The election campaign, now finally approaching its climax, will long be studied because of the paradoxical reactions of American public opinion to an astonishing series of events and revelations. It is now clear from intelligence declassifications—now temporarily taking the place of indictments by the special counsel on the origins of the Trump-Russia investigation—that the 2016 Democratic presidential candidate, Hillary Clinton, knew that she was transmitting reports compiled by Russian intelligence agents and transmitted via former British intelligence officer Christopher Steele. These were presented to the U.S. intelligence and justice communities and ultimately to the public through the media as hard intelligence evidence of treasonable conduct by her opponent Donald Trump. The solid evidence of these facts is now in the public domain.Read More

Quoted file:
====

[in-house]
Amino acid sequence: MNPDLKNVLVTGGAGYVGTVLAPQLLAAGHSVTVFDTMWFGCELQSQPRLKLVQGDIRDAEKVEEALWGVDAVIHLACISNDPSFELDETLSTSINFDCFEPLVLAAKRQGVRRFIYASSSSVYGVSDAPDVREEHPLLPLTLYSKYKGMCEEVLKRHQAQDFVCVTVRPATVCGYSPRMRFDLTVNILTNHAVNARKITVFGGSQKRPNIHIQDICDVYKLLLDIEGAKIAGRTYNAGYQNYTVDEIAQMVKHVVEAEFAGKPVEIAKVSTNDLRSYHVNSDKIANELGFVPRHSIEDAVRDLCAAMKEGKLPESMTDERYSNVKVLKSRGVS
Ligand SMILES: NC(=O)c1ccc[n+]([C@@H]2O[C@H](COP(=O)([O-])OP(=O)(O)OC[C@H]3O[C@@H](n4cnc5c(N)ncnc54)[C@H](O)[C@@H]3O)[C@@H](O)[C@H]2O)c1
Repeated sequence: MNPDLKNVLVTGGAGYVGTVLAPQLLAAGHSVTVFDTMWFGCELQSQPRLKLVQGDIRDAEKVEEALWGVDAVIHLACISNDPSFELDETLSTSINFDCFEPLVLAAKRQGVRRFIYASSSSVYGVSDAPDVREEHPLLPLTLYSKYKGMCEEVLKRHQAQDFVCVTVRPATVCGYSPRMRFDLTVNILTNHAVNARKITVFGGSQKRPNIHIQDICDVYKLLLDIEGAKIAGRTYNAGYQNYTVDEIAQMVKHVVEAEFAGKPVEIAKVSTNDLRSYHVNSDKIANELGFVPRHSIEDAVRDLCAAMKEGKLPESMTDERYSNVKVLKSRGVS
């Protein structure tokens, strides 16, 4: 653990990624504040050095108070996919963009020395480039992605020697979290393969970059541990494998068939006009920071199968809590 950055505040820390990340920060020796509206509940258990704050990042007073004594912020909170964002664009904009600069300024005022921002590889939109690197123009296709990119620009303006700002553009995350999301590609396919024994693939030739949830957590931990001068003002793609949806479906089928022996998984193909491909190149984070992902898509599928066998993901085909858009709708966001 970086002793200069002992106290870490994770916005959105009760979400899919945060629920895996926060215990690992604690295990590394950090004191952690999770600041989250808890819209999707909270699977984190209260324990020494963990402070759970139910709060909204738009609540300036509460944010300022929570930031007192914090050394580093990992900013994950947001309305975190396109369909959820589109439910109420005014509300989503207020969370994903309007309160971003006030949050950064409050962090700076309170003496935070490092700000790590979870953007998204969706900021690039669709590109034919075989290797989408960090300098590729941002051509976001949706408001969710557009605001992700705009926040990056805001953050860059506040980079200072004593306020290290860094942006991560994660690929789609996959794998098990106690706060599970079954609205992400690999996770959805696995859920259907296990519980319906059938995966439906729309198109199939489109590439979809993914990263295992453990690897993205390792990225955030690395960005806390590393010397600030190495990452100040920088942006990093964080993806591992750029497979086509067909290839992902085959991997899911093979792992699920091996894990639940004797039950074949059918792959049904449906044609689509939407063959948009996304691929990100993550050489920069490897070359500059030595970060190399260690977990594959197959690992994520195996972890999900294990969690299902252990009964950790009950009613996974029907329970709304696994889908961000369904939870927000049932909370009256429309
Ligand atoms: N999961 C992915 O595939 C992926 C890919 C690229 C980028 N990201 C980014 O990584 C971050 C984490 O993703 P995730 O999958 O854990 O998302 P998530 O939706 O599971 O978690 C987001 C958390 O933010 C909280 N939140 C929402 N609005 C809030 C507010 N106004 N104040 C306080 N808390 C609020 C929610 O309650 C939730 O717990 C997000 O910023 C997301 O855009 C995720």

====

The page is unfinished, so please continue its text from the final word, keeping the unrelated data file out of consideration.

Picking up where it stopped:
A near-majority of voters say FBI agents and leaders should be prosecuted for their role in the Russian collusion conspiracy theory, according to a new Just the News Daily Poll with Scott Rasmussen.
Among the voters, 46 percent said FBI officials should be criminally charged over the scandal, while only half that number — 23 percent — said they shouldn’t.Read More
President Donald Trump is working to declassify documents related to the Russia investigation while he recovers from coronavirus at Walter Reed National Military Medical Center, his chief of staff said Monday.
“This morning we’ve already had a couple of discussions on items that he wants to get done,” Mark Meadows, the chief of staff, said in an interview on “Fox & Friends.”Read More
What began as an administrative review of the origins of the Trump-Russia investigation is reportedly now a full-blown criminal probe.Read More